The U.S. Centers for Disease Control and Prevention (CDC) on Saturday reported a total of 1,435,098 cases of the new coronavirus, an increase of 22,977 cases from its previous count, and said the number of deaths had risen by 1,325 to 87,315.
The CDC reported its tally of cases of the respiratory illness known as COVID-19, caused by the new coronavirus, as of 4 p.m. ET on May 15, compared with its count a day earlier. The CDC figures do not necessarily reflect cases reported by individual states.
MLB-League proposes rigorous testing among guidelines for return
Players may have to skip the showers and spitting will not be allowed under guidelines proposed by Major League Baseball to bring America's pastime back during the COVID-19 pandemic.
As many as 10,000 coronavirus tests would be conducted per week for participants in games, according to the report, with spitting and fistbumps prohibited, and hand sanitizing required every half-inning.
Other potential rules include swapping out baseballs after they have been touched by more than one person, the report said.
A source familiar with the matter told Reuters that the vast majority of testing would be done through saliva, as opposed to nasal swab procedures, and that multiple tests would be administered each week for both players and staff.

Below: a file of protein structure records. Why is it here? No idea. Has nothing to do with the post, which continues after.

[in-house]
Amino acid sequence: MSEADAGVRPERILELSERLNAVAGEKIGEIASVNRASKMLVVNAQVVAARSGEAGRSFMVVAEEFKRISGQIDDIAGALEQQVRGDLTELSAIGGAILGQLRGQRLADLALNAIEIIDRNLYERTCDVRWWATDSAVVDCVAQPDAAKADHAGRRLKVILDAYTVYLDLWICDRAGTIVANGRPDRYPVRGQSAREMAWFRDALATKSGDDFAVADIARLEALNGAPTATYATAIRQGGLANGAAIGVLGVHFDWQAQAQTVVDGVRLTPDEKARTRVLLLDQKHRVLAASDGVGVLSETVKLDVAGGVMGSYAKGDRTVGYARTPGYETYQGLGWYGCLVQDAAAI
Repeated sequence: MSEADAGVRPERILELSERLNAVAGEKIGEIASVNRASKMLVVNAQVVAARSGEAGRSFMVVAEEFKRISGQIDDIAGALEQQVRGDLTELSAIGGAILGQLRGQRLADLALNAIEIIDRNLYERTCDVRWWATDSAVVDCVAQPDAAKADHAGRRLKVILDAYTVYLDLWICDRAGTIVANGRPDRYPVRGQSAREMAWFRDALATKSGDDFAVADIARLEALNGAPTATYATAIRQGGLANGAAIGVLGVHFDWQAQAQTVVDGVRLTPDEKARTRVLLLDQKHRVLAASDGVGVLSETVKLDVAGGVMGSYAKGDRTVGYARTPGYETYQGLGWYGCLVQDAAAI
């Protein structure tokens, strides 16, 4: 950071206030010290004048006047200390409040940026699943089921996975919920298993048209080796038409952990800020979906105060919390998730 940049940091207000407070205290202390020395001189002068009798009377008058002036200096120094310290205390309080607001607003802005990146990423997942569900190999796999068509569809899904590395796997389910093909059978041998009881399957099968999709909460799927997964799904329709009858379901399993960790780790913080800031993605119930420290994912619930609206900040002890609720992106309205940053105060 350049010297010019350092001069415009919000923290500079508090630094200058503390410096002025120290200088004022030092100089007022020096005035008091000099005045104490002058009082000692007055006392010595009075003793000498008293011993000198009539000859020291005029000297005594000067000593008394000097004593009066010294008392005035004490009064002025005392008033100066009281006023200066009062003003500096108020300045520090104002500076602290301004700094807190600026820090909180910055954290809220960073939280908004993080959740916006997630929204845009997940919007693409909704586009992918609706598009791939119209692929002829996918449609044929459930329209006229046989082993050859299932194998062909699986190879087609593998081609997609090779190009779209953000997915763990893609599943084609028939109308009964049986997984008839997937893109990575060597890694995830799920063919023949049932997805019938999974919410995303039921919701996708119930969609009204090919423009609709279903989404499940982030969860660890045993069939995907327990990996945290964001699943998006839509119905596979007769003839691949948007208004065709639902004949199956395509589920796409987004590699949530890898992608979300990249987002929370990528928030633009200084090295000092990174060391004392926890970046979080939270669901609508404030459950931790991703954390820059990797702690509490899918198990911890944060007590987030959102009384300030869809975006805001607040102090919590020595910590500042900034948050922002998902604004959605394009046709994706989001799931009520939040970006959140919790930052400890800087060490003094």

There will also be limits on who is allowed to sit in the dugout during games, in order to help maintain social distancing, with inactive players sitting in stands and elsewhere, six feet apart, inside otherwise empty stadiums.
The logistics of bringing back baseball, potentially as early as July, have been a topic of fierce debate among players, owners and the league
White House says Trump fired State Dept watchdog at Pompeo's request
U.S. President Donald Trump fired the State Department's inspector general following a recommendation by U.S. Secretary of State Mike Pompeo, the White House said on Saturday.
"Secretary Pompeo recommended the move, and President Trump agreed,” a White House official said after two top Democrats announced a probe into the Republican president's Friday night firing of the department's internal watchdog, Steve Linick.
When does the Senate vote on the Heroes Act, the new stimulus?
Coronavirus live US: welcome
Hello and welcome to our live, United States-focused coverage of the coronavirus pandemic, which has now led to over 310,000 deaths worldwide. We'll endeavour to keep you abreast of the latest news and statistics as they emerge.